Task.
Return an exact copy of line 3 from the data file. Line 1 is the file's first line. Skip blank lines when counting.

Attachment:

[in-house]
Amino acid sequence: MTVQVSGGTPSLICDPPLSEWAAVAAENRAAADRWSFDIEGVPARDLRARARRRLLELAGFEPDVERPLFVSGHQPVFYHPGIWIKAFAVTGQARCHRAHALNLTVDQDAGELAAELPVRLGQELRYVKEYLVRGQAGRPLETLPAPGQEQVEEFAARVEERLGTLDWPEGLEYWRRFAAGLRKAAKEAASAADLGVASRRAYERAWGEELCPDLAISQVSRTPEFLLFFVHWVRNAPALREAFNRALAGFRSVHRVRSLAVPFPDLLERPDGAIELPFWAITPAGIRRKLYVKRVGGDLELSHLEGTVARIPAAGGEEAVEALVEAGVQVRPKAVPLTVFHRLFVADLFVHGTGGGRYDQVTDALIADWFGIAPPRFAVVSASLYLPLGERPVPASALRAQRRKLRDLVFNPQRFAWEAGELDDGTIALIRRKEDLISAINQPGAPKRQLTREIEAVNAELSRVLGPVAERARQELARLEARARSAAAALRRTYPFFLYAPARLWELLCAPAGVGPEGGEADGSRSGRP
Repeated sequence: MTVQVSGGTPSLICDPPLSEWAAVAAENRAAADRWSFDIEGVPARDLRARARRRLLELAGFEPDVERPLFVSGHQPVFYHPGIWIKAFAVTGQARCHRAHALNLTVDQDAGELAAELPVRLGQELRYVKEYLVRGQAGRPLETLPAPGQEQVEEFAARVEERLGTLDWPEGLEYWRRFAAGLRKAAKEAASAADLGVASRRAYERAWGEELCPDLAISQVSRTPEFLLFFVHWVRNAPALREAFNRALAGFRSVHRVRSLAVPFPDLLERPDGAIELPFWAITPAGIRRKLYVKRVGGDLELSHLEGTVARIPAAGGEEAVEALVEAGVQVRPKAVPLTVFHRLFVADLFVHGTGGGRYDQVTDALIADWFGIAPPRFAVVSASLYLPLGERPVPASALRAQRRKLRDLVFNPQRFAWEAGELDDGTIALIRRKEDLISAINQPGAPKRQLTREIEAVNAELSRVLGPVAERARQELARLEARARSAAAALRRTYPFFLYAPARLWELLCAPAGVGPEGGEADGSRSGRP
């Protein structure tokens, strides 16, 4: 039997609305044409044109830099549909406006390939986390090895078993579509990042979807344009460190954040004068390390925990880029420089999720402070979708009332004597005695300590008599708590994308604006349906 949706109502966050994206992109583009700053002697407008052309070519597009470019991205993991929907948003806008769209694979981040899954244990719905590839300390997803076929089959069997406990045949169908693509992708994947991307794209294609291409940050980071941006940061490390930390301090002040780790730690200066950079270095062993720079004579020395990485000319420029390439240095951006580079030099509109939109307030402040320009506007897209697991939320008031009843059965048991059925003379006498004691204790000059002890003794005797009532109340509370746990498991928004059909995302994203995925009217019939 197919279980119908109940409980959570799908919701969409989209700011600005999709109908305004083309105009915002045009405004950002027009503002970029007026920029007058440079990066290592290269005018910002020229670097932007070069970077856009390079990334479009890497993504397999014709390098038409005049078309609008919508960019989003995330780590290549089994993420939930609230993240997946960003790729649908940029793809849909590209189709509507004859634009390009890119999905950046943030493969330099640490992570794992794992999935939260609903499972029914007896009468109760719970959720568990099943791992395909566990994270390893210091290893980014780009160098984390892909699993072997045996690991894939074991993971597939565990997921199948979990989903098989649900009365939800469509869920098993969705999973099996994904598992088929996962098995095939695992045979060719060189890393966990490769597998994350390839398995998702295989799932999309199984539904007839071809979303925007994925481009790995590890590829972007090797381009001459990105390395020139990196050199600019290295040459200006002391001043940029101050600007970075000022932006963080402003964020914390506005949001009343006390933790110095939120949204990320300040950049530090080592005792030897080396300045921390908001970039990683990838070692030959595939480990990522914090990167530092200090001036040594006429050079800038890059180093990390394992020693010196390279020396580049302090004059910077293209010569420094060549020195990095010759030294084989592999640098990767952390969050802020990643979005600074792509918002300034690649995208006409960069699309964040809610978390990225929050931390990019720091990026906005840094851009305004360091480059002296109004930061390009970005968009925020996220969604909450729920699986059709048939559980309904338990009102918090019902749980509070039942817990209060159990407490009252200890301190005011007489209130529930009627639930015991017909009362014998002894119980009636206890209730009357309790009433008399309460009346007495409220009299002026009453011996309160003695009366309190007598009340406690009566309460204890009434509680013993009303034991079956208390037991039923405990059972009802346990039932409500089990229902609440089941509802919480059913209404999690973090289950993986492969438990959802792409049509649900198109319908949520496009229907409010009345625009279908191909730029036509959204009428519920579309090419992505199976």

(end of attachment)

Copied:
Repeated sequence: MTVQVSGGTPSLICDPPLSEWAAVAAENRAAADRWSFDIEGVPARDLRARARRRLLELAGFEPDVERPLFVSGHQPVFYHPGIWIKAFAVTGQARCHRAHALNLTVDQDAGELAAELPVRLGQELRYVKEYLVRGQAGRPLETLPAPGQEQVEEFAARVEERLGTLDWPEGLEYWRRFAAGLRKAAKEAASAADLGVASRRAYERAWGEELCPDLAISQVSRTPEFLLFFVHWVRNAPALREAFNRALAGFRSVHRVRSLAVPFPDLLERPDGAIELPFWAITPAGIRRKLYVKRVGGDLELSHLEGTVARIPAAGGEEAVEALVEAGVQVRPKAVPLTVFHRLFVADLFVHGTGGGRYDQVTDALIADWFGIAPPRFAVVSASLYLPLGERPVPASALRAQRRKLRDLVFNPQRFAWEAGELDDGTIALIRRKEDLISAINQPGAPKRQLTREIEAVNAELSRVLGPVAERARQELARLEARARSAAAALRRTYPFFLYAPARLWELLCAPAGVGPEGGEADGSRSGRP